Eliza’s Daughter

Eliza’s Daughter by Joan Aiken

There seems to be a trend in some Austen-based work, I’ve noticed, in which the heroine finds happiness at the end not by marrying her proper companion and intellectual and moral equal, but by writing novels.

So much happens in Aiken’s book about the life of Eliza Williams, the daughter of Eliza, the daughter of the love of Colonel Brandon who was forced to marry his abusive older brother, that I’m hardly ruining the story for you by revealing one part of the resolution. Indeed, there is almost a whirlwind of run-ins with our former acquaintances (Elinor and Edward, Sir John Middleton, the evil Ferrars—Robert and Lucy, Mrs. Dashwood, Meg Dashwood, Marianne, Willoughby) as young Eliza makes her way through the world, figuring out who her parents are, and doing her best to do what’s right for people she recognizes as good.

That turns out to be quite a few people. Eliza becomes a point of light and hope for men, women, and children in nearly all walks of life and successfully defends her honor and her safety from multiple threats.

Her story begins in her childhood in a poor neighborhood where many bastard children are being raised in foster homes. She has a delightful surprise encounter with two young men, around 1798, mind you, whom she calls Mr. Will and Mr. Sam. They speak to each other and to her in poetry that sounds different from any she (or the world, as it turns out) has heard before. As soon as I realized what was happening, I immediately looked for clues in every other detail. Could the woman watching the birds in the remote natural location and predicting the start of a new era be Dorothy?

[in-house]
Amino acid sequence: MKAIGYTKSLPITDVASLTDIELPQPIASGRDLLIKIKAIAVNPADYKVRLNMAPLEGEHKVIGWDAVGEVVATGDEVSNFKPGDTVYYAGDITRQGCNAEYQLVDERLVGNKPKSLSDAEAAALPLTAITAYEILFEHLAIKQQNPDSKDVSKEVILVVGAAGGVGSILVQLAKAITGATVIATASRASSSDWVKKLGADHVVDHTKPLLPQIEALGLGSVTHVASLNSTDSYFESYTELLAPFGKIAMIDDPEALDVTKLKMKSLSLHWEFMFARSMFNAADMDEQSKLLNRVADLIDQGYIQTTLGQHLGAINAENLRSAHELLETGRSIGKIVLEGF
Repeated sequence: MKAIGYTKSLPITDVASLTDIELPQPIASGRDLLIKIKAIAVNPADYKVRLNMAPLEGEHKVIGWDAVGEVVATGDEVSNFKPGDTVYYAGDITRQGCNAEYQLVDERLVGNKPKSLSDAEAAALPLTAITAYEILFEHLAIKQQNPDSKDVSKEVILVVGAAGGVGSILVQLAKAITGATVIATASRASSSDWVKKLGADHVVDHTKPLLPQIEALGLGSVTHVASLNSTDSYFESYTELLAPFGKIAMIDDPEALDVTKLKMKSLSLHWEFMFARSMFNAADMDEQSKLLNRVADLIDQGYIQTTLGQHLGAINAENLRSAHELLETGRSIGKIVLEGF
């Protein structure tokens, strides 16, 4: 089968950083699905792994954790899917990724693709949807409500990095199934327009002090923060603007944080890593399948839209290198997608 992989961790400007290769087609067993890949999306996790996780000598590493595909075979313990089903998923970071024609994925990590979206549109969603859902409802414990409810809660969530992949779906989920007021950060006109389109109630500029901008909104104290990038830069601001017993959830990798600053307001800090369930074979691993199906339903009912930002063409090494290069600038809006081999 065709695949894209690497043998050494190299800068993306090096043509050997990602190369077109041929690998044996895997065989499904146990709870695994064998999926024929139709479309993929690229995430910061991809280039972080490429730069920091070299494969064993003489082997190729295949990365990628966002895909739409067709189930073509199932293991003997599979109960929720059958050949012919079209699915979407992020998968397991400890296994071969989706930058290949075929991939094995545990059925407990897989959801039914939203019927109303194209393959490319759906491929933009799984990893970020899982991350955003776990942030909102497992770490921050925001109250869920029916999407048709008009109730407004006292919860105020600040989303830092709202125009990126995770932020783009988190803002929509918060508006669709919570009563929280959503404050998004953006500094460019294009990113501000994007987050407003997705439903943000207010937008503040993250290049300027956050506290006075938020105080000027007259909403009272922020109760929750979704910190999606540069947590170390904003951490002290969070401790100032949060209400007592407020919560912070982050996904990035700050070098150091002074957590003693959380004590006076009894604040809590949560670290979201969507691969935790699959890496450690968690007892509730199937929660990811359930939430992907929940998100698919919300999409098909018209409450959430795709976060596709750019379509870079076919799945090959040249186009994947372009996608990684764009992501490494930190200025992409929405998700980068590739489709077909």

Alas, she is someone new to us, and the new era is the returning to her of her own child, whose life is about to be saved by the quick wit of her babysitter/guardian of sorts, Eliza, whose extra finger may deny her a husband but currently grants her the respect of Gypsies to whom the child has been sold.

Confused? Aiken achieves here not only beautiful, descriptive writing and a compelling story, but also a fascinating melding of fictional and nonfictional people. In addition to the founders of Romantic poetry, Aiken gives us one version of Mrs. Leigh-Perrot’s story in the fictional character of Mrs. Jebb, in whose home Eliza stays while studying and teaching music in Bath. And the entirely fictional characters are beautifully developed, too, from the Duke, who loved Eliza’s mother so dearly he invites her child to live with him, platonically, and be his ward of sorts, to Hoby, Eliza’s childhood friend and now a somebody; from Lady Hariot and Therese, the mysterious woman and devoted child, to Eliza’s devoted maid, Pullett who survives a potentially fatal sea mishap.

Nothing ends as I thought it would, and though I wasn’t thrilled with the disappointing ends most of our Sense and Sensibility friends come to, I could hardly stop reading. Not bad for a sequel, I think.

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Published in: on May 31, 2009 at 4:30 pm  Leave a Comment  

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